Traditional Knowledge National Parks

Towards a More Active National Park and Environmental Protection System for Australia


Yellowstone National Park, the first national park in the world, was known as the “enchanted enclosure”.[1] The idea of enclosure, caging up country to preserve and protect it, is a very European industrial society concept. In our post-industrial world it seems increasingly necessary to enclose flora and fauna to protect them. Even so, there is something inadequate about the idea of an enclosed park or protectorate. Enclosing or fencing off country is not sufficient in itself to preserve its natural qualities. People who live and feel a part of wild places know that in this world wildness requires active protection and participation, not just a fence and the equivalent of an owner or manager in the form of a State or the Commonwealth or for that matter a private agency.

The Royal National Park south of Sydney was the second national park in the world. Its 141 years since the concept of enclosing and saving native species was first conceived in Australia. The catastrophic Black Christmas bushfire of 2001 that reduced the Royal National Park to a moonscape was a wake-up call: if you do not ‘manage the wild’ then national parks just do not achieve their fundamental objective of protecting native flora and fauna from extinction. This is something Aboriginal Australians have been telling us for many, many years.

The genealogy of the administration of national parks is interesting. Yellowstone was ‘run’, in the first instance by army engineers whose principle task was to make the famous geysers and lakes more accessible. Then came the National Park Service in 1918. This began the formation of the legendary park rangers. The rangers' duty was ‘to protect the features and resources of the parks in their natural state, and see that they are accessible to the public’. The only economic developments allowed in the national parks were those for the convenience and service of visitors. No hunting was allowed. The national park was “a great natural museum” and the national park ranger was initially a skilled mountaineer and woodsman. As national parks began to attract more and more visitors, the rangers had to establish and maintain close contacts with the public.  Now in the USA over 200 million people visit national parks each year. As in Australia, national parks rangers are spending more time dealing with paper work and computers and visitors than they are protecting country.[2]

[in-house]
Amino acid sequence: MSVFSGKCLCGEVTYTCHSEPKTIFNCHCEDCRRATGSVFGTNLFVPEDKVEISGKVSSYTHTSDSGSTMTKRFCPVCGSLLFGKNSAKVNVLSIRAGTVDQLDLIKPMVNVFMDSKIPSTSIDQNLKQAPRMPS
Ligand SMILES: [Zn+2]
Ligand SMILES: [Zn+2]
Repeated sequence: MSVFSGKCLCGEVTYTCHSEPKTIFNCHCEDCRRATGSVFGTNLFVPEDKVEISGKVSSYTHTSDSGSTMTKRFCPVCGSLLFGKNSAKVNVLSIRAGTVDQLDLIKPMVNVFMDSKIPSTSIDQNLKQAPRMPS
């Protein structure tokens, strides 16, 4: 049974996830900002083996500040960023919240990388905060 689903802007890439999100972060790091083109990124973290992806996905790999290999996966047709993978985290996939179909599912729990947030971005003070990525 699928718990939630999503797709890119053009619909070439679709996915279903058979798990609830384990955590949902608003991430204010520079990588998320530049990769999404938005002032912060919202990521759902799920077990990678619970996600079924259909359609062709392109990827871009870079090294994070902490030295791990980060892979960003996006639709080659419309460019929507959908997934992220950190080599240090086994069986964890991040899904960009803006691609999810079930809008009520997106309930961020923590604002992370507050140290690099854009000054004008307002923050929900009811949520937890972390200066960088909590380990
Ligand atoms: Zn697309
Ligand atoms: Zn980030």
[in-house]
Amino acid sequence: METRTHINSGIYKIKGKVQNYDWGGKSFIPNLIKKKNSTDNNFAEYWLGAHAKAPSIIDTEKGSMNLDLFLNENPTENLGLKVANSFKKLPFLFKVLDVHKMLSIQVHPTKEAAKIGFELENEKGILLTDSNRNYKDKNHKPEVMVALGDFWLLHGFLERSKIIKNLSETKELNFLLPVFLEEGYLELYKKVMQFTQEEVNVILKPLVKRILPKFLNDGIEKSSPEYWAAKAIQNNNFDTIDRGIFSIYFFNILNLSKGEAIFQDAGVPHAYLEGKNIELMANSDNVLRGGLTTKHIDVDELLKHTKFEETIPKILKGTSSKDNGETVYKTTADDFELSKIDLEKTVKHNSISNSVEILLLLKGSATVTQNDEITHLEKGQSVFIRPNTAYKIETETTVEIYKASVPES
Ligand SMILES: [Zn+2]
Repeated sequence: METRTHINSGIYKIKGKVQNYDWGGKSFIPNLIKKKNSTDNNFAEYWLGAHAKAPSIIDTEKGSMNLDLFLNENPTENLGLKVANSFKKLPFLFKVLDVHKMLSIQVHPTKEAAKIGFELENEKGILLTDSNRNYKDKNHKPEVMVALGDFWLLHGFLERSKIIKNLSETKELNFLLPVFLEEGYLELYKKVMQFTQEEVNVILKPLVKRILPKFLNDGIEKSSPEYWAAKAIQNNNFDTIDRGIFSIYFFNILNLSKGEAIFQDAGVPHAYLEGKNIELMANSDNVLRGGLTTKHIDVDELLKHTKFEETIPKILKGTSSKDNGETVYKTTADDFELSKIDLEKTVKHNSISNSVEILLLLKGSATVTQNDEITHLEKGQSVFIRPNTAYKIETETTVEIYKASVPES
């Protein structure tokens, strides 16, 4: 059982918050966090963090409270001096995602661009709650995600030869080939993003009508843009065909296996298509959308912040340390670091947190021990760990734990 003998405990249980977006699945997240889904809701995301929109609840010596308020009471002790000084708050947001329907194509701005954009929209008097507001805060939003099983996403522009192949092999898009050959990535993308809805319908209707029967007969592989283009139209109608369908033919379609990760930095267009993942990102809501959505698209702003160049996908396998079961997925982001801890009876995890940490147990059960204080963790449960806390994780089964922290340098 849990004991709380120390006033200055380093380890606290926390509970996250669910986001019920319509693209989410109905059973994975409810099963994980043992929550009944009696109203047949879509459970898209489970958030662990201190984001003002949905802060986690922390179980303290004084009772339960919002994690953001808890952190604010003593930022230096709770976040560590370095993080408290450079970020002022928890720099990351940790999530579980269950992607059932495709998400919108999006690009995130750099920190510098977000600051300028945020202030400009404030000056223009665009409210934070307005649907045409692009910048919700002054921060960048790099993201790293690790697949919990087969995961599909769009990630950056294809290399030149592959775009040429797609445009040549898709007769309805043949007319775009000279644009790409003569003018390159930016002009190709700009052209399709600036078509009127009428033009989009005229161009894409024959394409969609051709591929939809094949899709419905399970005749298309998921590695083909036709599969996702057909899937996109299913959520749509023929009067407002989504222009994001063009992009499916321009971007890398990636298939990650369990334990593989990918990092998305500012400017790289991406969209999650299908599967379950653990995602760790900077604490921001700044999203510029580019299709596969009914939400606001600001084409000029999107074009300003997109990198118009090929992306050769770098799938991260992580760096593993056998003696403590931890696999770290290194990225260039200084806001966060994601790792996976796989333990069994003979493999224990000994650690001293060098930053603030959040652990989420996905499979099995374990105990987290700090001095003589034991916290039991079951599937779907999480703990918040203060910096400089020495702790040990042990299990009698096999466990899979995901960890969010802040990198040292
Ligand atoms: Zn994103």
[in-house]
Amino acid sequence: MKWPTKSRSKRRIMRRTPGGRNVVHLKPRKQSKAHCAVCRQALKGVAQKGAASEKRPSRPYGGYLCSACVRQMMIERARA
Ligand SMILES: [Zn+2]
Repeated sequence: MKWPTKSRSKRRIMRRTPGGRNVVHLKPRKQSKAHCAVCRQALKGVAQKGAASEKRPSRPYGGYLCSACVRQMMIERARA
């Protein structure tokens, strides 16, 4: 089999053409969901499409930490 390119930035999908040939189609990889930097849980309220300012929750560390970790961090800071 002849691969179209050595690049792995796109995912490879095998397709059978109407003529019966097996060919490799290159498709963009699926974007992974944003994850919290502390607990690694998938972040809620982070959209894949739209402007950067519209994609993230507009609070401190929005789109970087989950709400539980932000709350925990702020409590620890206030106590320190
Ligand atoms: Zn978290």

Of course Australia’s wilderness has been successfully managed in the past. Bill Gammage’s The Biggest Estate on Earth: How Aborigines Made Australia[3] makes the case very convincingly that the 7.7 million square kilometres of the Australian land mass was actively 'farmed' by Aboriginal communities in a complex array of land strategies. Much hinged around using fire precisely and carefully. But the Aboriginal land management system required a people who were actively walking and living off the land and caring for their country. In many parts of Northern Australia Aboriginal families still walk and manage their lands as they have done for 40,000 years. I think Gammage’s book tips the surface of understanding the complex land management system that Indigenous people use to manage their country.  We still do not utilise their knowledge enough nor do we make a big enough effort to preserve their knowledge and use it as the basis for innovation for our farming and land management practices across the continent.[4]

Queensland’s first Indigenous national parks ranger Bennett Walker took up his post at Mossman Gorge in 1983. He had a distinguished career and though he does not like to talk about it, he miraculously saved a young boy in a flooded creek in the area and contributed an immense sum of traditional knowledge of the rain forest for the benefit of the national parks service. Most of the knowledge he contributed incredibly was self funded and he would even have his pay docked when he spent time involved in “Indigenous matters”. Bennett resigned reluctantly in 2001 because he was spending too much time in the office and not enough time looking after the land. The fact that the national parks are losing people like Bennett and others who want to actively work in the rainforests and wild places to conserve native plants and animals is a bad indicator. But Bennett needed to leave National Parks in order to create an independent Indigenous land and sea traditional knowledge repository that would be there for his family and the clans of the Kuku Yalanji people and also for the rest of us. Thanks to the support of the US Christenson Fund this knowledge base has now been created. Indigenous national parks rangers are now common but Bennett’s dream is part of a departure that we need to embrace wholeheartedly in order to really nurture our national parks and wilderness areas. Bennett has restored the traditional knowledge for his homelands of the Daintree so that it can be actively used and understood.[5] Most importantly Bennett’s sons Linc and Brandon actively practice and preach the Indigenous land management strategies to thousands of national and international tourists each year through their outstanding and successful Kuku-Yalanji Cultural Habitat tours part of the Bama Way Indigenous cultural tours operating from Port Douglas to Cooktown. Currently I would argue it is impossible for Bennett and his sons to do their work within the national parks system or from within government funded agencies.

(For more pay for and download the full paper listed below. 5000 words. Students and Indigenous community members can obtain this paper for free by emailing